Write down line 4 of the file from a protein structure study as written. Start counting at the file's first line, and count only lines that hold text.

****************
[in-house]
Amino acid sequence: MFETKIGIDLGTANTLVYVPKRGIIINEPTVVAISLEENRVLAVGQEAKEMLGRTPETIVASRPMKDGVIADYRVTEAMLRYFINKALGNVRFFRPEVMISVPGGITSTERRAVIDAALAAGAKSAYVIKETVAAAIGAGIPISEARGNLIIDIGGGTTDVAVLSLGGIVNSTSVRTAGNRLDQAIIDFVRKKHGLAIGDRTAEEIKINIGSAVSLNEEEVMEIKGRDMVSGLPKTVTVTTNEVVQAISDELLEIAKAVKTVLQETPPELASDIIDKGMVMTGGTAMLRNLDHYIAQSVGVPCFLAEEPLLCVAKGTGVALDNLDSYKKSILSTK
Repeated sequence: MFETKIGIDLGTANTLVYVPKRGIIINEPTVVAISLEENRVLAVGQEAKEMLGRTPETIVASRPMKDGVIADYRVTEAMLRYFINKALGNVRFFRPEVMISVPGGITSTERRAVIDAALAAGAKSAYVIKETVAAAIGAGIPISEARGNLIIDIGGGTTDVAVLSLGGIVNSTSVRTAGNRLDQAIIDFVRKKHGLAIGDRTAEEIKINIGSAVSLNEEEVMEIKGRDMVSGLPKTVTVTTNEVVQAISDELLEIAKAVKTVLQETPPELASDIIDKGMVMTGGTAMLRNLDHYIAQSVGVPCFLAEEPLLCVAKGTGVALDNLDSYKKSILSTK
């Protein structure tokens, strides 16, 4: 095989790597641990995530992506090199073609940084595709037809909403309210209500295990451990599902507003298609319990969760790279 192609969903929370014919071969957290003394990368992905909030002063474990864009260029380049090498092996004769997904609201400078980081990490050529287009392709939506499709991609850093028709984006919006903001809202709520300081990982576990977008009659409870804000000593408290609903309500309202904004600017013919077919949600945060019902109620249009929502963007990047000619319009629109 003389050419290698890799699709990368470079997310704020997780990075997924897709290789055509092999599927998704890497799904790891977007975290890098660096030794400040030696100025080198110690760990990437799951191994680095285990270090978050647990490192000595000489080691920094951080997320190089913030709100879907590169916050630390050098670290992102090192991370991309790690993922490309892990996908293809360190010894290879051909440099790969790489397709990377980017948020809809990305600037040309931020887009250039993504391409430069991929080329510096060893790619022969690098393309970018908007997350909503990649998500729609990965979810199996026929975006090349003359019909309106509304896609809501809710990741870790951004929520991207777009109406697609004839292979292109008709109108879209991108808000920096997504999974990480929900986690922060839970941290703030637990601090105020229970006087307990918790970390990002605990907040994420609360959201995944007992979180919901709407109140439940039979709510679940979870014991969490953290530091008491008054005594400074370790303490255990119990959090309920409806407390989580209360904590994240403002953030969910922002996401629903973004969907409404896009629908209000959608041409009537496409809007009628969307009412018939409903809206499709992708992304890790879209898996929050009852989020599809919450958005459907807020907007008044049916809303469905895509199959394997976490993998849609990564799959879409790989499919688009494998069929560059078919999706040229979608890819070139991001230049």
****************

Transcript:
């Protein structure tokens, strides 16, 4: 095989790597641990995530992506090199073609940084595709037809909403309210209500295990451990599902507003298609319990969760790279 192609969903929370014919071969957290003394990368992905909030002063474990864009260029380049090498092996004769997904609201400078980081990490050529287009392709939506499709991609850093028709984006919006903001809202709520300081990982576990977008009659409870804000000593408290609903309500309202904004600017013919077919949600945060019902109620249009929502963007990047000619319009629109 003389050419290698890799699709990368470079997310704020997780990075997924897709290789055509092999599927998704890497799904790891977007975290890098660096030794400040030696100025080198110690760990990437799951191994680095285990270090978050647990490192000595000489080691920094951080997320190089913030709100879907590169916050630390050098670290992102090192991370991309790690993922490309892990996908293809360190010894290879051909440099790969790489397709990377980017948020809809990305600037040309931020887009250039993504391409430069991929080329510096060893790619022969690098393309970018908007997350909503990649998500729609990965979810199996026929975006090349003359019909309106509304896609809501809710990741870790951004929520991207777009109406697609004839292979292109008709109108879209991108808000920096997504999974990480929900986690922060839970941290703030637990601090105020229970006087307990918790970390990002605990907040994420609360959201995944007992979180919901709407109140439940039979709510679940979870014991969490953290530091008491008054005594400074370790303490255990119990959090309920409806407390989580209360904590994240403002953030969910922002996401629903973004969907409404896009629908209000959608041409009537496409809007009628969307009412018939409903809206499709992708992304890790879209898996929050009852989020599809919450958005459907807020907007008044049916809303469905895509199959394997976490993998849609990564799959879409790989499919688009494998069929560059078919999706040229979608890819070139991001230049």